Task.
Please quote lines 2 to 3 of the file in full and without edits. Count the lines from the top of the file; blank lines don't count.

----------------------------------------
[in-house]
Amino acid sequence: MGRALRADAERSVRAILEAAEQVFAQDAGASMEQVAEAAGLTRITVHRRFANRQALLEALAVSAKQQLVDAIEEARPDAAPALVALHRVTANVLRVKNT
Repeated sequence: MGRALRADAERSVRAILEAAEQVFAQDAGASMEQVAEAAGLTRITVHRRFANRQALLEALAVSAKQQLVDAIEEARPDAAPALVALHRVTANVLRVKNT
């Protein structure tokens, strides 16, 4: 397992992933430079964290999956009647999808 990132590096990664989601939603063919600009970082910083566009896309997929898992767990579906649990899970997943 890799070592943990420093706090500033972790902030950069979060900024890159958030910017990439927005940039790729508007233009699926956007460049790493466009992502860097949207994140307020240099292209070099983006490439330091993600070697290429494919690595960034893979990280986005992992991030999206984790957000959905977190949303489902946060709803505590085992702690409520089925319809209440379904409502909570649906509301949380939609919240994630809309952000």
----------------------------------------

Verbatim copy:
Amino acid sequence: MGRALRADAERSVRAILEAAEQVFAQDAGASMEQVAEAAGLTRITVHRRFANRQALLEALAVSAKQQLVDAIEEARPDAAPALVALHRVTANVLRVKNT
Repeated sequence: MGRALRADAERSVRAILEAAEQVFAQDAGASMEQVAEAAGLTRITVHRRFANRQALLEALAVSAKQQLVDAIEEARPDAAPALVALHRVTANVLRVKNT